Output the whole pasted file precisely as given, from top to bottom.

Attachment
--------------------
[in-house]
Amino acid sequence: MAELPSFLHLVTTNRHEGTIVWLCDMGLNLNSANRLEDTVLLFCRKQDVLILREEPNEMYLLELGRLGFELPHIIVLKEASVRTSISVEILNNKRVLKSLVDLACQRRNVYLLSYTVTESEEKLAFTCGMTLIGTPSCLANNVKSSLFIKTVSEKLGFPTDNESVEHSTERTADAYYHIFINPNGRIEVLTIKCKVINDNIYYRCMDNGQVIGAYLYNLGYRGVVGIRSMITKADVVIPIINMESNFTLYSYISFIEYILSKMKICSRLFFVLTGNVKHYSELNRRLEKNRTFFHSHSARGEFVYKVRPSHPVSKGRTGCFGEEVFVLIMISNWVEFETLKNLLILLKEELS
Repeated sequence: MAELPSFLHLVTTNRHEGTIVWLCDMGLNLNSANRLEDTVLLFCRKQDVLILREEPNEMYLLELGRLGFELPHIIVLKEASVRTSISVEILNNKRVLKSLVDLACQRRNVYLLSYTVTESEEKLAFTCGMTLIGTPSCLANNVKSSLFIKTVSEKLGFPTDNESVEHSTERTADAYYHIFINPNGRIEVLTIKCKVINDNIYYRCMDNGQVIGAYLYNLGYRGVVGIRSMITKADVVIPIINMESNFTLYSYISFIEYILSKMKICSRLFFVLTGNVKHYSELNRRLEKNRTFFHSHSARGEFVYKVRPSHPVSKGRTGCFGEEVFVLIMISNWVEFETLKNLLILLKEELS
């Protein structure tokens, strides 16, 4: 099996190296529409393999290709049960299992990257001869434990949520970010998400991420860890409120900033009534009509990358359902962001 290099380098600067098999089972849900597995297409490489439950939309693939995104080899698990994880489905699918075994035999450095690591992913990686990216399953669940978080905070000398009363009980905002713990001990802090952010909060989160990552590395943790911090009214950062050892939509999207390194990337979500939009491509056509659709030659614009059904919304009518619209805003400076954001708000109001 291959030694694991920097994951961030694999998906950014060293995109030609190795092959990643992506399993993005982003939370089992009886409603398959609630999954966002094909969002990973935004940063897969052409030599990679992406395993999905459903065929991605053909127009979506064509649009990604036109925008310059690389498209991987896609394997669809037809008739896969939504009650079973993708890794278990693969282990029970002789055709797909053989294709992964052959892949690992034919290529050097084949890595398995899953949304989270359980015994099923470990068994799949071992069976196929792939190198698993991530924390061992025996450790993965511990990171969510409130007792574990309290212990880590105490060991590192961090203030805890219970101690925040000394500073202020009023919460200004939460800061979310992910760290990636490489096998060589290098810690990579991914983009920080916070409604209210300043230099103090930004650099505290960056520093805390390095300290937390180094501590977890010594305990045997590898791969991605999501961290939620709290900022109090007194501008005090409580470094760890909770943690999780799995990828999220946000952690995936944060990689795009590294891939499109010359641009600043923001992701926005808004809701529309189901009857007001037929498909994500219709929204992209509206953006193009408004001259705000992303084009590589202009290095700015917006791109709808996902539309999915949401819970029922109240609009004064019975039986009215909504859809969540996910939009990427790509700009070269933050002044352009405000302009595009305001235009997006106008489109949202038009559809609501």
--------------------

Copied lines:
[in-house]
Amino acid sequence: MAELPSFLHLVTTNRHEGTIVWLCDMGLNLNSANRLEDTVLLFCRKQDVLILREEPNEMYLLELGRLGFELPHIIVLKEASVRTSISVEILNNKRVLKSLVDLACQRRNVYLLSYTVTESEEKLAFTCGMTLIGTPSCLANNVKSSLFIKTVSEKLGFPTDNESVEHSTERTADAYYHIFINPNGRIEVLTIKCKVINDNIYYRCMDNGQVIGAYLYNLGYRGVVGIRSMITKADVVIPIINMESNFTLYSYISFIEYILSKMKICSRLFFVLTGNVKHYSELNRRLEKNRTFFHSHSARGEFVYKVRPSHPVSKGRTGCFGEEVFVLIMISNWVEFETLKNLLILLKEELS
Repeated sequence: MAELPSFLHLVTTNRHEGTIVWLCDMGLNLNSANRLEDTVLLFCRKQDVLILREEPNEMYLLELGRLGFELPHIIVLKEASVRTSISVEILNNKRVLKSLVDLACQRRNVYLLSYTVTESEEKLAFTCGMTLIGTPSCLANNVKSSLFIKTVSEKLGFPTDNESVEHSTERTADAYYHIFINPNGRIEVLTIKCKVINDNIYYRCMDNGQVIGAYLYNLGYRGVVGIRSMITKADVVIPIINMESNFTLYSYISFIEYILSKMKICSRLFFVLTGNVKHYSELNRRLEKNRTFFHSHSARGEFVYKVRPSHPVSKGRTGCFGEEVFVLIMISNWVEFETLKNLLILLKEELS
């Protein structure tokens, strides 16, 4: 099996190296529409393999290709049960299992990257001869434990949520970010998400991420860890409120900033009534009509990358359902962001 290099380098600067098999089972849900597995297409490489439950939309693939995104080899698990994880489905699918075994035999450095690591992913990686990216399953669940978080905070000398009363009980905002713990001990802090952010909060989160990552590395943790911090009214950062050892939509999207390194990337979500939009491509056509659709030659614009059904919304009518619209805003400076954001708000109001 291959030694694991920097994951961030694999998906950014060293995109030609190795092959990643992506399993993005982003939370089992009886409603398959609630999954966002094909969002990973935004940063897969052409030599990679992406395993999905459903065929991605053909127009979506064509649009990604036109925008310059690389498209991987896609394997669809037809008739896969939504009650079973993708890794278990693969282990029970002789055709797909053989294709992964052959892949690992034919290529050097084949890595398995899953949304989270359980015994099923470990068994799949071992069976196929792939190198698993991530924390061992025996450790993965511990990171969510409130007792574990309290212990880590105490060991590192961090203030805890219970101690925040000394500073202020009023919460200004939460800061979310992910760290990636490489096998060589290098810690990579991914983009920080916070409604209210300043230099103090930004650099505290960056520093805390390095300290937390180094501590977890010594305990045997590898791969991605999501961290939620709290900022109090007194501008005090409580470094760890909770943690999780799995990828999220946000952690995936944060990689795009590294891939499109010359641009600043923001992701926005808004809701529309189901009857007001037929498909994500219709929204992209509206953006193009408004001259705000992303084009590589202009290095700015917006791109709808996902539309999915949401819970029922109240609009004064019975039986009215909504859809969540996910939009990427790509700009070269933050002044352009405000302009595009305001235009997006106008489109949202038009559809609501």